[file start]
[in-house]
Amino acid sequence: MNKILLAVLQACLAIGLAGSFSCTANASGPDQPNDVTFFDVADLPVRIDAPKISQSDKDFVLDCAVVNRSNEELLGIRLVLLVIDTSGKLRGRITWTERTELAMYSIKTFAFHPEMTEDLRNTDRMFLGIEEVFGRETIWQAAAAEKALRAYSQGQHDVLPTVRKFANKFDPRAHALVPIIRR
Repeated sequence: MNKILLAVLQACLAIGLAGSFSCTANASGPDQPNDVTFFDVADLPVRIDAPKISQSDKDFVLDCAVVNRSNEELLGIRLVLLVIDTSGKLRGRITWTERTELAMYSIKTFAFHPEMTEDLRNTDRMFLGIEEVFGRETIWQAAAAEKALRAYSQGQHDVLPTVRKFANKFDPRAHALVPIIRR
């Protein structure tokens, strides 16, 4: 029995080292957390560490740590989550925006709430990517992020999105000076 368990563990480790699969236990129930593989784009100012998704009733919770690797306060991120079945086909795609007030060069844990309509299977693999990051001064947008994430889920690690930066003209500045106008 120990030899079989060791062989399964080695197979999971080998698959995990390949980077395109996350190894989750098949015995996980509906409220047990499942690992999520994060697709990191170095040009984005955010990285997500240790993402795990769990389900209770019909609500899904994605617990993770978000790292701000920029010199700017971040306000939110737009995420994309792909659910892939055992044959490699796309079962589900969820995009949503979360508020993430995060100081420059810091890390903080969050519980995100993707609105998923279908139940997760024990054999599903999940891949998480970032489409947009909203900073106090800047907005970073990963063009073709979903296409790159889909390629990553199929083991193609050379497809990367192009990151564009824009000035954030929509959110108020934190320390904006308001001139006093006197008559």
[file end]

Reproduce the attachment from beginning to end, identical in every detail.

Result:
[in-house]
Amino acid sequence: MNKILLAVLQACLAIGLAGSFSCTANASGPDQPNDVTFFDVADLPVRIDAPKISQSDKDFVLDCAVVNRSNEELLGIRLVLLVIDTSGKLRGRITWTERTELAMYSIKTFAFHPEMTEDLRNTDRMFLGIEEVFGRETIWQAAAAEKALRAYSQGQHDVLPTVRKFANKFDPRAHALVPIIRR
Repeated sequence: MNKILLAVLQACLAIGLAGSFSCTANASGPDQPNDVTFFDVADLPVRIDAPKISQSDKDFVLDCAVVNRSNEELLGIRLVLLVIDTSGKLRGRITWTERTELAMYSIKTFAFHPEMTEDLRNTDRMFLGIEEVFGRETIWQAAAAEKALRAYSQGQHDVLPTVRKFANKFDPRAHALVPIIRR
């Protein structure tokens, strides 16, 4: 029995080292957390560490740590989550925006709430990517992020999105000076 368990563990480790699969236990129930593989784009100012998704009733919770690797306060991120079945086909795609007030060069844990309509299977693999990051001064947008994430889920690690930066003209500045106008 120990030899079989060791062989399964080695197979999971080998698959995990390949980077395109996350190894989750098949015995996980509906409220047990499942690992999520994060697709990191170095040009984005955010990285997500240790993402795990769990389900209770019909609500899904994605617990993770978000790292701000920029010199700017971040306000939110737009995420994309792909659910892939055992044959490699796309079962589900969820995009949503979360508020993430995060100081420059810091890390903080969050519980995100993707609105998923279908139940997760024990054999599903999940891949998480970032489409947009909203900073106090800047907005970073990963063009073709979903296409790159889909390629990553199929083991193609050379497809990367192009990151564009824009000035954030929509959110108020934190320390904006308001001139006093006197008559």